A SCIENTIFIC EXPEDITION
During the 7 years of the Maud Expedition, the polar ship was to be a floating research station and laboratory, thanks to one man who later became one of the leading oceanographers of the 20th century. His name was Harald Ulrik Sverdrup.
When sailing from Vollen, Norway early in the morning at mid summer 1918, the Maud Expedition was in the public eye considered to be a brave attempt, set into reality by Roald Amundsen, to aim for the North pole, by letting themselves be deliberately frozen into the arctic ice cap and hopefully drift across the North pole over a period of 3 to 4 years.
For Harald Ulrik Sverdrup this was a perfect opportunity to perform groundbreaking research in nature science, collecting scientific data of all possible kind in the high polar region, to an extend that never had been performed before.
Sverdrup and the whole crew on board Maud took on this challenge with great entusiasm and executed an endless amount of data collection on an every day basis from morning to evening, during the whole 7 years of the Maud Expedition.
The Maud crew performed measurements on Terrestrial Magnetism, atmospheric electricity, weather conditions of all kind, including the use of ballons and kites, to measure temperatures and wind speed and direction high up from the ground. A weather ballon could be spotted even at a hight of 20km in the polar night with the help of a little burning candle in a box hanging under the ballon.
Studies of the Northern Lights was also included in their resarch program.
A BREIF VISIT TO WASHINGTON AND CARNEGIE INSTITUTE During my last visit to Canada and the US I took the opportunity to visit the Carnegie Institute, Department of Terrestrial Magnetism.
Harald Sverdrup was closely connected to Carnegie both before and after the Maud Expedition and a great part of the research material and results was coordinated through them.
The material and its incredible volume and level of thoroughness and professionalism in every detail of execution makes a great impact.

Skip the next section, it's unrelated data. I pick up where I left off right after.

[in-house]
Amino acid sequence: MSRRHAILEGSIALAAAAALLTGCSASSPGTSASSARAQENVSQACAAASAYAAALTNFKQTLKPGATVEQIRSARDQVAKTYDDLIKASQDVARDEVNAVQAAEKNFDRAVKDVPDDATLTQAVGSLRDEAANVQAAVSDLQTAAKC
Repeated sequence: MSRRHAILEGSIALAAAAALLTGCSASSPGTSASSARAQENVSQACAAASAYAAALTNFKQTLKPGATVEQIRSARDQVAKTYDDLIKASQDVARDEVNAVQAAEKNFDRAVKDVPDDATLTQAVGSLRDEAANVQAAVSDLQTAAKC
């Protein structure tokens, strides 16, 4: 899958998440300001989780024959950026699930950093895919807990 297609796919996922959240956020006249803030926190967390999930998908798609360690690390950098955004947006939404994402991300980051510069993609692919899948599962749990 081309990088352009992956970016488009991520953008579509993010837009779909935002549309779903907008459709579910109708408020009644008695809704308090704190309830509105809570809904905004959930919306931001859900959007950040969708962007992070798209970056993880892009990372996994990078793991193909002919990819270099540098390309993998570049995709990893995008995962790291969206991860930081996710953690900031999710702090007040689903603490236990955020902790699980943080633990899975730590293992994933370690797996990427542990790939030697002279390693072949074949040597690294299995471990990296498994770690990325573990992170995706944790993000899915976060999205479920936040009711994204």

THE BEAUTY OF CURIOUSITY I get so intrigued by the energy, will power, dicipline and to the finger tip detailed perfection in the execution and performance of their work and unbelievable power of will to perform their duties with inspiration and excellence. I am humble in admiration. Its a joy to see and experience. It will be our challenge to bring all this more available to the public than it has been over the last nearly 100years. It is not only an important part of our cultural history but more than anything just facinating to dig into.
The Maud Expedition was not a failure – it was a success. A praise to nature and all her hidden wonders.
There is no doubt that our (Maud Returns Home) focus on the scientific side of the Maud Expedition will get more attention as the MRH project will evolve.
It is not only an old polar ship that is returning home. There is a whole story within it.
A story of tribute to nature and a story of a few mens love and curiousity to nature. An endless will to explore and seek to understand her hidden secrets and the mystery and beauty of it all.
Magnetic field – feeling both grounded and extraterrestrial
Carnegie Institution of Washington:
The boxes with the Maud files are hidden treasures, most of it yet to be reveiled.
Letters from Maud travelling across the world from Amundsen and Sverdrup to the director of the Carnegie Institute, updating on the progress on collecting scientific data on magnetism, northern lights and more.
Great thanks to librarian Shaun Hardy at Carnegie Institution for being supportive and extremely helpful.
Sverdrups hand for numbers – and the beauty of details.
A wonderful illustration made by genious Odd Dahl showing in one view all the scientific data being collected from the Maud Expedition.